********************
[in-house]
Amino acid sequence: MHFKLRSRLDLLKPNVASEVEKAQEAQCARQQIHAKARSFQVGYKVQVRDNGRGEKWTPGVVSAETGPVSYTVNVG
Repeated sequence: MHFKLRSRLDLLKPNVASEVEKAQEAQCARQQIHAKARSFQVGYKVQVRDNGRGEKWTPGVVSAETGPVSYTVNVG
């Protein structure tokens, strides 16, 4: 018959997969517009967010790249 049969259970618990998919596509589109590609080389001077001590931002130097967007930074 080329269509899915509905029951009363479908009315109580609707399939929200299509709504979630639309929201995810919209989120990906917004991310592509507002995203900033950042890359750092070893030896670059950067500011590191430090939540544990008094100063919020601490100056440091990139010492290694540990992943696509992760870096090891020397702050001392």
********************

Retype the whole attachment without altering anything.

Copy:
[in-house]
Amino acid sequence: MHFKLRSRLDLLKPNVASEVEKAQEAQCARQQIHAKARSFQVGYKVQVRDNGRGEKWTPGVVSAETGPVSYTVNVG
Repeated sequence: MHFKLRSRLDLLKPNVASEVEKAQEAQCARQQIHAKARSFQVGYKVQVRDNGRGEKWTPGVVSAETGPVSYTVNVG
């Protein structure tokens, strides 16, 4: 018959997969517009967010790249 049969259970618990998919596509589109590609080389001077001590931002130097967007930074 080329269509899915509905029951009363479908009315109580609707399939929200299509709504979630639309929201995810919209989120990906917004991310592509507002995203900033950042890359750092070893030896670059950067500011590191430090939540544990008094100063919020601490100056440091990139010492290694540990992943696509992760870096090891020397702050001392």